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Today is an auspicious day



The 2024 Global Year will examine what is known about sex and gender differences in pain perception and modulation and address sex-and gender-related disparities in both the research and treatment of pain.

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This is an auspicious day. On this day in 2009 BiM published its first blog post. We have come a long way since a conversation a bit over three years ago when Heidi persuaded Lorimer to try blogging as a new way to help overcome the divide between scientist and clinician.

Now we have about 3,800 visits to the site EVERY week from all over the world. Over 3,000 people follow us on Facebook, many of them making regular contributions. Our LinkedIn group has another, somewhat different, group of people who regularly comment, and for you twitterphiles – thanks for the retweets and the good information you push our way.

Our regular visitors are poles apart geographically, Alsace, Argolis, Azuay, Adis Abeba, Paramaribo, Peterborough, Puebla and Plzensky – and come from a diverse mix of professions and contexts. We even had a visitor from Petropavlovsk-Kamchatsky.

Visitors to Body in mind

So, what have we achieved?  Well, that’s a good question and a matter of ongoing debate within the BiM team.

We have a network of collaborators from around the world, we have achieved a Klout score of 56 (Klout is a measure of influence across some of the main social networks) and we are holding our own among the ‘big’ journals like the Lancet (85), Nature medicine (61), JAMA (62), Annals of Internal Medicine  (54), and the Canadian Medical Association (55).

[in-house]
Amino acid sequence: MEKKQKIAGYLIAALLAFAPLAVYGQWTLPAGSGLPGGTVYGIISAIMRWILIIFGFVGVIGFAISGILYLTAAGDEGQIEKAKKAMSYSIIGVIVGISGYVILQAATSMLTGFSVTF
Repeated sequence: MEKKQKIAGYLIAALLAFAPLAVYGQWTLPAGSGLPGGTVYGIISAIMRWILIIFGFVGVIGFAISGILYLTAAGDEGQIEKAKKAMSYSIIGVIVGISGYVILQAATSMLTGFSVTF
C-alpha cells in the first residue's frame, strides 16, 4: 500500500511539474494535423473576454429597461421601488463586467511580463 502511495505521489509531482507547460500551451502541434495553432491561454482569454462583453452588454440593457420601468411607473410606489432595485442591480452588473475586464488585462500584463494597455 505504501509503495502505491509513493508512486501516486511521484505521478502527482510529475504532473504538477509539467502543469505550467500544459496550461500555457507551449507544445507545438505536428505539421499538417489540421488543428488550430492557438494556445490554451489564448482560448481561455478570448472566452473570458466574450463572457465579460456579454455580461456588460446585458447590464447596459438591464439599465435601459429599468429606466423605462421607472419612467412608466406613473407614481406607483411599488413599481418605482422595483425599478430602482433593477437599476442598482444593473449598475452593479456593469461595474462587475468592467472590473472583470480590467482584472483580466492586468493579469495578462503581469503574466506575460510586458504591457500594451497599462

What is more, according to Klout, we are the single most influentual clincial pain sciences presence in the blog/social media domain.  Not that we think that is necessarily a good thing – we would love the journals and the IASP to be out there, which they are not: many of the clinical pain science journals are yet to properly dip their toe into the water of social media.

We have promoted charity events, bike rides, advertised phds, post docs, undertaken a clandenstine experiment (you didn’t know we were doing that did you!?!?!) and generally spread good cheer. We have even triggered emails from the Australian National Health and Medical Research Council as to the benefits or not of blogging. Lorimer thinks we may be another straw on the back of the “the only impact is via citations” camel.

Have we made a difference to you? Well, it seems you read the posts and comment so, maybe, we have made a small difference in furthering pain research dissemination. I am currently working with Lorimer and some others in trying to better measure what it is we are actually achieving.

Thanks everyone for your contributions, hard work, and for those of you who have blogged a special thank you.  It is not an easy task to write about a piece of research in 400 words, make it robust and make sense, and then take the time to answer comments and questions.

Heidi Allen

Heidi AllenWe reckon that an all too common problem with ‘science’ is that it is only ever broadcast to ‘scientists’. Even then, it is often in journals that are read by a tiny proportion of the community. So, we sat down and thought ‘how can we better disseminate what we do – that is, how do we get the message out there, be a credible and interesting source of commentary on things to do with our research?’  How can we facilitate all those lovely ideas out there into research? Our answer: Heidi.  Heidi has set up, run, bugged us all about contributing to this website. She reckons it will serve the aim of the group – to disseminate and facilitate research into the brain and mind in chronic pain disorders. We reckon she is right. Here she is, in person, talking about what she does at BodyInMind.

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